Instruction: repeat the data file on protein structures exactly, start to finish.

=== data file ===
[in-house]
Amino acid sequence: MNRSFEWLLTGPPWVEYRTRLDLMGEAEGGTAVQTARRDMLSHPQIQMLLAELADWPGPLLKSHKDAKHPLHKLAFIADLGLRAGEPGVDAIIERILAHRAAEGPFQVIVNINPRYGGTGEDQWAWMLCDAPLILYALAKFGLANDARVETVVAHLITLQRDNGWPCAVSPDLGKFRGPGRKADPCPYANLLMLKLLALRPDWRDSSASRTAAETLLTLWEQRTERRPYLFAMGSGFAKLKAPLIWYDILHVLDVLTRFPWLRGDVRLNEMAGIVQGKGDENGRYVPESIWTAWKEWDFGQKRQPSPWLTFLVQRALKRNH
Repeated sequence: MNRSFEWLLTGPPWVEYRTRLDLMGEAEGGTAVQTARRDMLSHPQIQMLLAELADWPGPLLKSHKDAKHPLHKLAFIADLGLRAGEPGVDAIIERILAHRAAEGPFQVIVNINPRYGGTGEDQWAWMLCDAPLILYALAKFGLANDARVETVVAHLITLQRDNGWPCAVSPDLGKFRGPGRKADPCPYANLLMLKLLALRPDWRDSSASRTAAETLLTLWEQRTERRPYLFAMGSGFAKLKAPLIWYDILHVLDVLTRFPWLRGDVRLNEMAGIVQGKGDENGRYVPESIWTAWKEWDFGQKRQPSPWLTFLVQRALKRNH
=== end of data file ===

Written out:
[in-house]
Amino acid sequence: MNRSFEWLLTGPPWVEYRTRLDLMGEAEGGTAVQTARRDMLSHPQIQMLLAELADWPGPLLKSHKDAKHPLHKLAFIADLGLRAGEPGVDAIIERILAHRAAEGPFQVIVNINPRYGGTGEDQWAWMLCDAPLILYALAKFGLANDARVETVVAHLITLQRDNGWPCAVSPDLGKFRGPGRKADPCPYANLLMLKLLALRPDWRDSSASRTAAETLLTLWEQRTERRPYLFAMGSGFAKLKAPLIWYDILHVLDVLTRFPWLRGDVRLNEMAGIVQGKGDENGRYVPESIWTAWKEWDFGQKRQPSPWLTFLVQRALKRNH
Repeated sequence: MNRSFEWLLTGPPWVEYRTRLDLMGEAEGGTAVQTARRDMLSHPQIQMLLAELADWPGPLLKSHKDAKHPLHKLAFIADLGLRAGEPGVDAIIERILAHRAAEGPFQVIVNINPRYGGTGEDQWAWMLCDAPLILYALAKFGLANDARVETVVAHLITLQRDNGWPCAVSPDLGKFRGPGRKADPCPYANLLMLKLLALRPDWRDSSASRTAAETLLTLWEQRTERRPYLFAMGSGFAKLKAPLIWYDILHVLDVLTRFPWLRGDVRLNEMAGIVQGKGDENGRYVPESIWTAWKEWDFGQKRQPSPWLTFLVQRALKRNH